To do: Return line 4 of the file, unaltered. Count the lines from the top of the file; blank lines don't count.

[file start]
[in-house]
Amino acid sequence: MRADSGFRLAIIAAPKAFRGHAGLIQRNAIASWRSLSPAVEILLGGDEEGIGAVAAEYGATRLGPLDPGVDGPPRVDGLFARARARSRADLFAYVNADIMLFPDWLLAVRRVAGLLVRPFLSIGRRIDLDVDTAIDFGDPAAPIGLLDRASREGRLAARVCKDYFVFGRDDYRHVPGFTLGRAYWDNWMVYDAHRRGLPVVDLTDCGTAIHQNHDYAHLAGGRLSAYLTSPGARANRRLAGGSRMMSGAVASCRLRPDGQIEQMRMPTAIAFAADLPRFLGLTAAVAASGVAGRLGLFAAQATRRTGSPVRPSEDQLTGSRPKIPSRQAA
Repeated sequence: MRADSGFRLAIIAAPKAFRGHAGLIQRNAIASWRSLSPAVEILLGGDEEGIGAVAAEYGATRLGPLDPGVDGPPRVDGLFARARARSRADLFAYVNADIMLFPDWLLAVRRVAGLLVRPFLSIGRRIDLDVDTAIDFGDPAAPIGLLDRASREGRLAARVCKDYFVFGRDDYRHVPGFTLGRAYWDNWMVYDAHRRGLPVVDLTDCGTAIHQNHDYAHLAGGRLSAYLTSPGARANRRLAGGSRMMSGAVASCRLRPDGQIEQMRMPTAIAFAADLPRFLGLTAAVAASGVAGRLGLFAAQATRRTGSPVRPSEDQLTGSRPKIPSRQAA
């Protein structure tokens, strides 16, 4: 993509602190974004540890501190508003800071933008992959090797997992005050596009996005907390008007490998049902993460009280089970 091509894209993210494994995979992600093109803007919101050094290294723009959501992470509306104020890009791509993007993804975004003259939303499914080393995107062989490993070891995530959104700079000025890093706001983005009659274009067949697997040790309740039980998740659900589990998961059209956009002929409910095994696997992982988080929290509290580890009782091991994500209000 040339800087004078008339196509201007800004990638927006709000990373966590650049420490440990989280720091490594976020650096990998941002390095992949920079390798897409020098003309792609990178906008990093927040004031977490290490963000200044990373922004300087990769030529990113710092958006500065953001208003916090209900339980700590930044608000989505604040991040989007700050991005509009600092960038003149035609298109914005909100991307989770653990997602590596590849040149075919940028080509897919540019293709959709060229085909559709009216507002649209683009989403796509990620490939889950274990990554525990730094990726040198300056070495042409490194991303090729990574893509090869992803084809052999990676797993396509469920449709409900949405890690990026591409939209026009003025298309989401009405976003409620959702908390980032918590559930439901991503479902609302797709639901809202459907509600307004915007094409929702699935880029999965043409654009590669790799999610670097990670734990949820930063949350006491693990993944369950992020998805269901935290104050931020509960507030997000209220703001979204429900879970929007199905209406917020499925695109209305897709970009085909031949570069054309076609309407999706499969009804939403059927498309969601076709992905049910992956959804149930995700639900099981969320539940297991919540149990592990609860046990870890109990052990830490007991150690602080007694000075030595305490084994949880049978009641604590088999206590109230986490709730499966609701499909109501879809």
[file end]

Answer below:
């Protein structure tokens, strides 16, 4: 993509602190974004540890501190508003800071933008992959090797997992005050596009996005907390008007490998049902993460009280089970 091509894209993210494994995979992600093109803007919101050094290294723009959501992470509306104020890009791509993007993804975004003259939303499914080393995107062989490993070891995530959104700079000025890093706001983005009659274009067949697997040790309740039980998740659900589990998961059209956009002929409910095994696997992982988080929290509290580890009782091991994500209000 040339800087004078008339196509201007800004990638927006709000990373966590650049420490440990989280720091490594976020650096990998941002390095992949920079390798897409020098003309792609990178906008990093927040004031977490290490963000200044990373922004300087990769030529990113710092958006500065953001208003916090209900339980700590930044608000989505604040991040989007700050991005509009600092960038003149035609298109914005909100991307989770653990997602590596590849040149075919940028080509897919540019293709959709060229085909559709009216507002649209683009989403796509990620490939889950274990990554525990730094990726040198300056070495042409490194991303090729990574893509090869992803084809052999990676797993396509469920449709409900949405890690990026591409939209026009003025298309989401009405976003409620959702908390980032918590559930439901991503479902609302797709639901809202459907509600307004915007094409929702699935880029999965043409654009590669790799999610670097990670734990949820930063949350006491693990993944369950992020998805269901935290104050931020509960507030997000209220703001979204429900879970929007199905209406917020499925695109209305897709970009085909031949570069054309076609309407999706499969009804939403059927498309969601076709992905049910992956959804149930995700639900099981969320539940297991919540149990592990609860046990870890109990052990830490007991150690602080007694000075030595305490084994949880049978009641604590088999206590109230986490709730499966609701499909109501879809």